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School leadership practices in high performing rural primary schools in Lesotho: a case study.

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The purpose of the study was to explore leadership practices in high performing rural primary schools in Qacha’s Nek district. The duty of the principal is to provide every learner in the school with access to education and to develop the learners’ leadership potential. It is therefore vital to find out how the principals in high performing, rural primary schools enact leadership, and how they utilise their leadership experiences to create a learning environment that is conducive for teaching and learning. The study was theoretically envisaged in transformational and instructional leadership theories, in order to explore the leadership practices of the principals. The study used a qualitative case study design within the interpretive paradigm. Qualitative research seeks to explain and understand social phenomena in its natural settings. It concentrates on the meaning people have built concerning their world and the researcher is viewed as the primary tool for data generation and analysis. Telephonic semi-structured interviews were employed to generate data. A sample of twelve participants from the four selected high performing rural primary schools was purposefully chosen, which constituted the research participants. These participants consisted of four principals and eight teachers. Ethical considerations, including confidentiality and anonymity, were maintained throughout the research study. The study reviewed related literature from Lesotho and international perspectives on leadership practices, in order to understand how principals, maintain high performance in rural primary schools. The research findings have revealed that principals play an important role in transforming their respective schools into learning environments that are conducive for teaching and learning through their leadership. The rural school principals considered leadership as a collective effort and practised collaborative decisionmaking. Moreover, the principals’ leadership understanding, and experience enabled them to build good interpersonal relationships with members of staff and other stakeholders. Hence, for the school to perform well academically, it is very important to motivate the members of staff and supervise their work frequently. The study has also identified several challenges pertaining to leadership and rurality, which include excessive workload, lack of resources and limited official visits. This study presented the recommendations for practice and for further research.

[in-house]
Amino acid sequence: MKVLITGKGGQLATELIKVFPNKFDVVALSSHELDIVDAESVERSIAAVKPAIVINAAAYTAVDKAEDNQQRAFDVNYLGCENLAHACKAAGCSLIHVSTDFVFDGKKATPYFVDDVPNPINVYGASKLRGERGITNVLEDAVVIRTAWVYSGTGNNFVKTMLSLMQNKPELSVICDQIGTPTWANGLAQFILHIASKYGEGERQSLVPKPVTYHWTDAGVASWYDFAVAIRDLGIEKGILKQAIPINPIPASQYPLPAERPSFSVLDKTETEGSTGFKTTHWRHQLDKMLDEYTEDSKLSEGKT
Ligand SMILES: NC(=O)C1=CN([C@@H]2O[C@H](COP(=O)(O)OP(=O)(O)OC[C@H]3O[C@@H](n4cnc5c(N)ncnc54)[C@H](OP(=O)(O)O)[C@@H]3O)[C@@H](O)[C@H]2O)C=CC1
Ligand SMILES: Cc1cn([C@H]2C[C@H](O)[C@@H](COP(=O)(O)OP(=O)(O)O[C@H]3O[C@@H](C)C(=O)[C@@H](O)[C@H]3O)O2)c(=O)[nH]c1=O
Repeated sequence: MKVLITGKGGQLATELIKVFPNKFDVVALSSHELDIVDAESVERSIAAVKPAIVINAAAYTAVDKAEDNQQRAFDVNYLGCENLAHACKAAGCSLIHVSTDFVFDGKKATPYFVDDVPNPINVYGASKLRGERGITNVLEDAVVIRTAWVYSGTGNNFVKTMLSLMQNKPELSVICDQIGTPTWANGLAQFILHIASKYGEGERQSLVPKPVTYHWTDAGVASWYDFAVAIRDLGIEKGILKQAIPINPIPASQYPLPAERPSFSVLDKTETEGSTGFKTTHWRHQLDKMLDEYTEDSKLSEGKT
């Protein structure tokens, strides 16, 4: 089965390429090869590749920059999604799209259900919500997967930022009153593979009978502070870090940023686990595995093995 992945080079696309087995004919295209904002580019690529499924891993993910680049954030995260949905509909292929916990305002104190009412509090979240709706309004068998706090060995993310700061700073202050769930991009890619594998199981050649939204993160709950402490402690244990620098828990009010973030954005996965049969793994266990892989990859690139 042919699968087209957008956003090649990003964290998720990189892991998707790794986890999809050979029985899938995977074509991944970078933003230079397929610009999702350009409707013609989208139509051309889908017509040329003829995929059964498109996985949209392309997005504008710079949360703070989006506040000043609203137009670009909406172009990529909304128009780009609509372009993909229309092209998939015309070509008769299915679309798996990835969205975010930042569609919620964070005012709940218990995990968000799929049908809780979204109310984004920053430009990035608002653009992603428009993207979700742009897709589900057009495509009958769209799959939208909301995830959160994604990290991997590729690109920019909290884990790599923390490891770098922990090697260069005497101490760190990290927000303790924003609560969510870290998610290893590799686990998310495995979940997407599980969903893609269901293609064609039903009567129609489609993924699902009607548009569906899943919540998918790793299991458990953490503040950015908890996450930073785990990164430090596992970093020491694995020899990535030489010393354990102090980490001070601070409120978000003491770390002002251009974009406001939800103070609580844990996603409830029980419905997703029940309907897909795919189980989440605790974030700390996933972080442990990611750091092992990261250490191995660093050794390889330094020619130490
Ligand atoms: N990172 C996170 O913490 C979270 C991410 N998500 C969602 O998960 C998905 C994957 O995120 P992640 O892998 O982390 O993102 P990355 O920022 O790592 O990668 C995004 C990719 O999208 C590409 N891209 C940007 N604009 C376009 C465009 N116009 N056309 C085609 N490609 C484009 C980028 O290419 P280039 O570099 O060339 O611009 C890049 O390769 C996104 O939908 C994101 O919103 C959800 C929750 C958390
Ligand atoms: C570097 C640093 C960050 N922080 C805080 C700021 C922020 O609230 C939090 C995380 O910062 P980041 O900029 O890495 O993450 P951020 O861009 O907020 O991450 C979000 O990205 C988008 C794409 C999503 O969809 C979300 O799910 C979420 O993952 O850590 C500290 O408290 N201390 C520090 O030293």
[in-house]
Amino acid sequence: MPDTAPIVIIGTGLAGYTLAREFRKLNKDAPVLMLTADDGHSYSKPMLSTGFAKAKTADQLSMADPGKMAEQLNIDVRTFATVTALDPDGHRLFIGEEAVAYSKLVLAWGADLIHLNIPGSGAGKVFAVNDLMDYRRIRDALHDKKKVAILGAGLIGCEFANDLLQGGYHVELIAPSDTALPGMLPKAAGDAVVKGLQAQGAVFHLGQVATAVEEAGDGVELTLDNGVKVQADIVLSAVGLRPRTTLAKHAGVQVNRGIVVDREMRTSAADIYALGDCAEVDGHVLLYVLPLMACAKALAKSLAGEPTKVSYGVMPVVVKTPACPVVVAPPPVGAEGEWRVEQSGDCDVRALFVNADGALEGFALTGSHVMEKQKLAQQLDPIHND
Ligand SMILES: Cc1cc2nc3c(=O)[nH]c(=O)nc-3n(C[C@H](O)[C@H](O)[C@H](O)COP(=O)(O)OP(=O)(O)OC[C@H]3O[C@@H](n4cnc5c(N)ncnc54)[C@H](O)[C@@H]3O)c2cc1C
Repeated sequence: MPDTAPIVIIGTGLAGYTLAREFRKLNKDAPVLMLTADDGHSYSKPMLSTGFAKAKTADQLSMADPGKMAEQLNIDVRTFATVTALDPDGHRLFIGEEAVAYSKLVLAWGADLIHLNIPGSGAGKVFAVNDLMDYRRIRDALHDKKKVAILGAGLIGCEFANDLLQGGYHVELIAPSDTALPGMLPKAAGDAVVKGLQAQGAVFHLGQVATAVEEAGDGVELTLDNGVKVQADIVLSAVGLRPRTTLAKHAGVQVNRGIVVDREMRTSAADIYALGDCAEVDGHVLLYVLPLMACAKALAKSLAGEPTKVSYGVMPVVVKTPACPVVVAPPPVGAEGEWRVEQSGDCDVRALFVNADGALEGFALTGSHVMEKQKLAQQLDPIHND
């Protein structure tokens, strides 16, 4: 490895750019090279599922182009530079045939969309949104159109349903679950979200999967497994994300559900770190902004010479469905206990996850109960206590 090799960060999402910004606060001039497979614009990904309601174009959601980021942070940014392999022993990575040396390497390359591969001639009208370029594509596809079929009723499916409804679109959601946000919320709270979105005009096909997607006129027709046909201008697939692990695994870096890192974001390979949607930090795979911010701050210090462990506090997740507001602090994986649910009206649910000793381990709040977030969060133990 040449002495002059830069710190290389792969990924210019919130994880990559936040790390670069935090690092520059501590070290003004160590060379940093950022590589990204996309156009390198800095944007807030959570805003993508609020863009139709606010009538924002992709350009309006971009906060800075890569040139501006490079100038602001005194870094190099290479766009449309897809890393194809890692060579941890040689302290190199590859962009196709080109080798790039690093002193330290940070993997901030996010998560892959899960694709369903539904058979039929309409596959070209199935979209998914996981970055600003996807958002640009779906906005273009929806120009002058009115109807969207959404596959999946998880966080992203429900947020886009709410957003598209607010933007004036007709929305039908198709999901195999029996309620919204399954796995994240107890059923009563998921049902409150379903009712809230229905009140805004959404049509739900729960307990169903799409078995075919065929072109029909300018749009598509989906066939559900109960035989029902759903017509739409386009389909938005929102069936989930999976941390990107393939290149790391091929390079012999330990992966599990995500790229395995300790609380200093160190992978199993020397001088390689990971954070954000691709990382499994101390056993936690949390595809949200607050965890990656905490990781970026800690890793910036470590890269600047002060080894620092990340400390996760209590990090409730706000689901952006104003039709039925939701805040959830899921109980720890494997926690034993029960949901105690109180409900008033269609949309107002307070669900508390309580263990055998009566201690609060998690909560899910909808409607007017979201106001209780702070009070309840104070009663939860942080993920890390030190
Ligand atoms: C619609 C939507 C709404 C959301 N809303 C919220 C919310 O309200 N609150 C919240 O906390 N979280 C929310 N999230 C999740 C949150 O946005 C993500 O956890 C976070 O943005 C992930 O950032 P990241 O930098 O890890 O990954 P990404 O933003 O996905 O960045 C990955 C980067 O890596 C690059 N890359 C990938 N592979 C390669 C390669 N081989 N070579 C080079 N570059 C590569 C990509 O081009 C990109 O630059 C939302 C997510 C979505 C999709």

Masters Degree. University of KwaZulu-Natal, Pietermaritzburg.